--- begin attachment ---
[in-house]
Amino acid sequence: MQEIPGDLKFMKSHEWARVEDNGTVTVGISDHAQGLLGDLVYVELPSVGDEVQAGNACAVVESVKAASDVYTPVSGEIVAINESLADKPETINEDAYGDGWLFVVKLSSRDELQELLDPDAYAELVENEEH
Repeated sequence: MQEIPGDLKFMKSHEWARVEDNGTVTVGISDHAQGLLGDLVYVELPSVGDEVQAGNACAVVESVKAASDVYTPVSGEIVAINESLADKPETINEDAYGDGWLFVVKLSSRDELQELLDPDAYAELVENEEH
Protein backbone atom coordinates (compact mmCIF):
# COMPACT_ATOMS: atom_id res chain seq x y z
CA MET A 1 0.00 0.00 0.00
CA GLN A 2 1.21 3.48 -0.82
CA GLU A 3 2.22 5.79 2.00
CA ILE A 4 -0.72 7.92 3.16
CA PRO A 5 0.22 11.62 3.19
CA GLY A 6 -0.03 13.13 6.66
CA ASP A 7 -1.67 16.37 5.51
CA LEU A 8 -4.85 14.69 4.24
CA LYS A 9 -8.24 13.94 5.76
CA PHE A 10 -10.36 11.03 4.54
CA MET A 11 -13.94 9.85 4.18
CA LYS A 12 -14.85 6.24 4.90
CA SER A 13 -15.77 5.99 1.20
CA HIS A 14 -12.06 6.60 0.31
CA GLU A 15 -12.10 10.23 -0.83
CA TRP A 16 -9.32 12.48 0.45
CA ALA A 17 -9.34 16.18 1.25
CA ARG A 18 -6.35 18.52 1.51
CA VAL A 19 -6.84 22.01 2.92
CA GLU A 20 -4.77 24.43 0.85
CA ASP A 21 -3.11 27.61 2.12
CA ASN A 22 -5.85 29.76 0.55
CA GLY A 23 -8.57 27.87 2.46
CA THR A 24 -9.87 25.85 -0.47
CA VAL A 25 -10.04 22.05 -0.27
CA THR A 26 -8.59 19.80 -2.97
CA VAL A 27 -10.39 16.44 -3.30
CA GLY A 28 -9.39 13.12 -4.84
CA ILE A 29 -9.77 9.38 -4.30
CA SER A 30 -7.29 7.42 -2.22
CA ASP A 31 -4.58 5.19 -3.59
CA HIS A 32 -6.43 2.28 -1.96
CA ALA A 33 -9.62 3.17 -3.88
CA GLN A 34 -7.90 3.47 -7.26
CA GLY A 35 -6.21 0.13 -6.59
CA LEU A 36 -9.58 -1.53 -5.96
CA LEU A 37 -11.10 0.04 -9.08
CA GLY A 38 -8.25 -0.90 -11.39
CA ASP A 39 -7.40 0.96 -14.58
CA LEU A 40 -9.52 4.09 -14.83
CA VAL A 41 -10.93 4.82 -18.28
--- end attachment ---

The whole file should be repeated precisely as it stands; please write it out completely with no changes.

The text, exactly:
[in-house]
Amino acid sequence: MQEIPGDLKFMKSHEWARVEDNGTVTVGISDHAQGLLGDLVYVELPSVGDEVQAGNACAVVESVKAASDVYTPVSGEIVAINESLADKPETINEDAYGDGWLFVVKLSSRDELQELLDPDAYAELVENEEH
Repeated sequence: MQEIPGDLKFMKSHEWARVEDNGTVTVGISDHAQGLLGDLVYVELPSVGDEVQAGNACAVVESVKAASDVYTPVSGEIVAINESLADKPETINEDAYGDGWLFVVKLSSRDELQELLDPDAYAELVENEEH
Protein backbone atom coordinates (compact mmCIF):
# COMPACT_ATOMS: atom_id res chain seq x y z
CA MET A 1 0.00 0.00 0.00
CA GLN A 2 1.21 3.48 -0.82
CA GLU A 3 2.22 5.79 2.00
CA ILE A 4 -0.72 7.92 3.16
CA PRO A 5 0.22 11.62 3.19
CA GLY A 6 -0.03 13.13 6.66
CA ASP A 7 -1.67 16.37 5.51
CA LEU A 8 -4.85 14.69 4.24
CA LYS A 9 -8.24 13.94 5.76
CA PHE A 10 -10.36 11.03 4.54
CA MET A 11 -13.94 9.85 4.18
CA LYS A 12 -14.85 6.24 4.90
CA SER A 13 -15.77 5.99 1.20
CA HIS A 14 -12.06 6.60 0.31
CA GLU A 15 -12.10 10.23 -0.83
CA TRP A 16 -9.32 12.48 0.45
CA ALA A 17 -9.34 16.18 1.25
CA ARG A 18 -6.35 18.52 1.51
CA VAL A 19 -6.84 22.01 2.92
CA GLU A 20 -4.77 24.43 0.85
CA ASP A 21 -3.11 27.61 2.12
CA ASN A 22 -5.85 29.76 0.55
CA GLY A 23 -8.57 27.87 2.46
CA THR A 24 -9.87 25.85 -0.47
CA VAL A 25 -10.04 22.05 -0.27
CA THR A 26 -8.59 19.80 -2.97
CA VAL A 27 -10.39 16.44 -3.30
CA GLY A 28 -9.39 13.12 -4.84
CA ILE A 29 -9.77 9.38 -4.30
CA SER A 30 -7.29 7.42 -2.22
CA ASP A 31 -4.58 5.19 -3.59
CA HIS A 32 -6.43 2.28 -1.96
CA ALA A 33 -9.62 3.17 -3.88
CA GLN A 34 -7.90 3.47 -7.26
CA GLY A 35 -6.21 0.13 -6.59
CA LEU A 36 -9.58 -1.53 -5.96
CA LEU A 37 -11.10 0.04 -9.08
CA GLY A 38 -8.25 -0.90 -11.39
CA ASP A 39 -7.40 0.96 -14.58
CA LEU A 40 -9.52 4.09 -14.83
CA VAL A 41 -10.93 4.82 -18.28